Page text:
BLM stifles comments on fracking plan

print

Valley residents are told oral testimony will not be part of the public comment record on plan to allow new oil drilling, fracking in Central California
By Anthony Ferranti
Special to The Sun-Gazette
BAKERSFIELD – Central Valley and Central Coast residents went to Bakersfield last week with the intention of voicing their opposition to new oil drilling leases in the Central California. Instead, they were told the meeting would not be recorded and only written comments would be submitted into the record.
On May 21, concerned residents from all over Central California assembled inside the Kern County Board Chambers to participate in a public meeting to comment on the Bureau of Land Management’s (BLM) recently released Draft Supplemental Environmental Impact Statement (EIS). The plan proposes opening up over 1 million acres of federal land and mineral estates in Fresno, Kern, Kings, Madera, San Luis Obispo, Santa Barbara, Tulare and Ventura Counties to oil exploration and extraction, including the controversial technique of hydraulic fracturing, better known as fracking.
Before anyone could comment, Maureen O’Shea-Stone, an independent contractor working with the BLM on this project, opened the meeting by informing all in attendance that the public comment period would run through June 10. This would constitute a 45-day comment period, which incidentally is half of the typical 90-day public comment period. “Official comments on the Draft Supplemental EIS are only being accepted in written format. The speakers tonight will be telling us their opinions, but these are not official comments that will be transcribed or recorded and used in the project record,” O’Shea-Stone explained.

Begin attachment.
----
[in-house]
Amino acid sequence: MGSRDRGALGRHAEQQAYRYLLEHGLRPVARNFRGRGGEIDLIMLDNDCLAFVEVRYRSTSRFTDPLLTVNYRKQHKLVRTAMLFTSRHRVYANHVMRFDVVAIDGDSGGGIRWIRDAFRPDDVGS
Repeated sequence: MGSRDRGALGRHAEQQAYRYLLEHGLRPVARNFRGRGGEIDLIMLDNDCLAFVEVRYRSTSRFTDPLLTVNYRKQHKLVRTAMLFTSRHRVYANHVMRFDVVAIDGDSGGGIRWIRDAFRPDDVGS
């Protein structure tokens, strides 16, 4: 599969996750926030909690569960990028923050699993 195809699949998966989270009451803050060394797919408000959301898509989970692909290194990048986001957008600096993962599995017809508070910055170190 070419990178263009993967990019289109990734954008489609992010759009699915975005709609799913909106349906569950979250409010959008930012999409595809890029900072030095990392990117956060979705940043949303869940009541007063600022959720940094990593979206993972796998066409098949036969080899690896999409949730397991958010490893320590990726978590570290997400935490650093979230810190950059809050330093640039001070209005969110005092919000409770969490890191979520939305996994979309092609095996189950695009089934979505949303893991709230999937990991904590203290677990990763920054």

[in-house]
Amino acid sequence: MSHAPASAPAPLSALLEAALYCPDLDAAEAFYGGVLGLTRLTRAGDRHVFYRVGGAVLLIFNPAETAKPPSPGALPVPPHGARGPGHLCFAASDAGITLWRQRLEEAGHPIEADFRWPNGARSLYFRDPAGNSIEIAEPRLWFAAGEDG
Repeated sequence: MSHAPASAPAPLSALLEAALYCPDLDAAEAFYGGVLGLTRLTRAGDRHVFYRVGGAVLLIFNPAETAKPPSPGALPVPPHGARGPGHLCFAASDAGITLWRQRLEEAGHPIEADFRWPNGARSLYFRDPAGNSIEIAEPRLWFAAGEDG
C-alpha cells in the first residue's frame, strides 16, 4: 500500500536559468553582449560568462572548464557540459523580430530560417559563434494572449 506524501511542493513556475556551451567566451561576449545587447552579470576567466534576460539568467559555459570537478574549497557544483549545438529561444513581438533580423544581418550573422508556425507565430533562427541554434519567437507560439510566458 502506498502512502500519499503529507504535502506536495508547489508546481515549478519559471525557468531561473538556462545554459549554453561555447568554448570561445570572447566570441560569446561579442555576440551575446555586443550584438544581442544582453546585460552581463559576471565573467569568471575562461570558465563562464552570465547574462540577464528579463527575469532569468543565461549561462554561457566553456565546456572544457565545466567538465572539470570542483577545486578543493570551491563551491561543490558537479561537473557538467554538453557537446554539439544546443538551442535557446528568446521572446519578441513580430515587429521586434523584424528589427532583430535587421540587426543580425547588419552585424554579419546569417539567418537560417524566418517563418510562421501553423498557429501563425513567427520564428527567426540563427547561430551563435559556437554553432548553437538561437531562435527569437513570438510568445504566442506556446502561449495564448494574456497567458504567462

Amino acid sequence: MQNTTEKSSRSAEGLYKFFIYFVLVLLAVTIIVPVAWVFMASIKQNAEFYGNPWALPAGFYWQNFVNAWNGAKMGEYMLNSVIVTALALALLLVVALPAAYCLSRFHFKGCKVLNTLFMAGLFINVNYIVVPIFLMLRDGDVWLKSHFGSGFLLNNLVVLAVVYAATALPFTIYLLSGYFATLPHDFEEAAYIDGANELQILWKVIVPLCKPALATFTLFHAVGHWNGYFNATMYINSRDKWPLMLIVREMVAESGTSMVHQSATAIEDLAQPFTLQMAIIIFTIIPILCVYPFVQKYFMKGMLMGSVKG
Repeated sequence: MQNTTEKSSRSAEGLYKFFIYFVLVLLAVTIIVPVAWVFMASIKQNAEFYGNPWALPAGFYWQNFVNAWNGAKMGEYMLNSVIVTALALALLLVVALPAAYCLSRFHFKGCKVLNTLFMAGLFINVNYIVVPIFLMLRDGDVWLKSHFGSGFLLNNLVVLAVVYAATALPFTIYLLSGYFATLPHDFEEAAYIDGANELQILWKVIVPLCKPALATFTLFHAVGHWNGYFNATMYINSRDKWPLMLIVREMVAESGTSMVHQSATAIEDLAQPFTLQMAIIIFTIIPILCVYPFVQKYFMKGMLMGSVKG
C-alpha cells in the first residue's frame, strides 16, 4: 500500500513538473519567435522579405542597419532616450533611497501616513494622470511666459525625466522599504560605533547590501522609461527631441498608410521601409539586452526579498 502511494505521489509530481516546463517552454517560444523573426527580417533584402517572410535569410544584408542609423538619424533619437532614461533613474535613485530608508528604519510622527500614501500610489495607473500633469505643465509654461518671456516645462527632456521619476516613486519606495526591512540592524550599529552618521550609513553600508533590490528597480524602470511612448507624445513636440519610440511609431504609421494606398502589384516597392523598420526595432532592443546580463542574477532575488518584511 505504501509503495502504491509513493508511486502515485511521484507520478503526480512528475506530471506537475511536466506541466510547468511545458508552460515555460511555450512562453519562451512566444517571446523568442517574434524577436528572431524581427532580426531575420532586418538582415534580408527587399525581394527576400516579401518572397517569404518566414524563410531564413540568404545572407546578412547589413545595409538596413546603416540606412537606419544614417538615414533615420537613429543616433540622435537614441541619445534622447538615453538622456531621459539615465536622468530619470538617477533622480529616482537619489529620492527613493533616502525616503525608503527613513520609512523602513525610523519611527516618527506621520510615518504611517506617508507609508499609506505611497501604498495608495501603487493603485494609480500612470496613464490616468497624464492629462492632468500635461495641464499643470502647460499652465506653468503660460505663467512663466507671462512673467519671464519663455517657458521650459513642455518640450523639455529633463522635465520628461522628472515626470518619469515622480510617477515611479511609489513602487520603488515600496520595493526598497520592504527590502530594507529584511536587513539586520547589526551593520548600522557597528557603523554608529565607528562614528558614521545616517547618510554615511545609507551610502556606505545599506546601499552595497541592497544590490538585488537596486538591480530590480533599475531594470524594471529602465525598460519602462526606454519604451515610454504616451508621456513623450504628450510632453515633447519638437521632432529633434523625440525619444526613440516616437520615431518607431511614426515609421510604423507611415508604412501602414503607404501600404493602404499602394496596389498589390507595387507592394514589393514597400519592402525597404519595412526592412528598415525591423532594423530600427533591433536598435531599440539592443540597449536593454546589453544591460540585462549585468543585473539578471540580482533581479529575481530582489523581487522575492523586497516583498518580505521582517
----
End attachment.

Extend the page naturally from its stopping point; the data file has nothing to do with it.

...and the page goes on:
Hearing that only comments submitted in written form would be accepted into the official record came as a shock and angered many in attendance that evening. Elliot Gonzales of Long Beach vehemently expressed his outrage, “These people [the BLM staff in attendance], they’re not the decision makers. Their job is just to facilitate a meeting for public comments that are going to go straight to the waste basket.”
A diverse and representative group of people nearly filled the chambers that evening. There was even an environmentally-conscious group from Fresno that road a bus together. And were it not for the efforts of the Central Valley Air Quality Coalition and Central California Environmental Justice Network, who paid for a court reporter to record oral comments given that evening to assure that they go into the record, everyone’s comments would not have been entered into the public record, therefore would not have been taken into consideration by the decision makers, such as Joe Stout, acting BLM state director. But thankfully, Dr. Jason Pfeifle of the Center for Biological Diversity took a moment during his allotted two minutes to let everyone know their comments would be heard.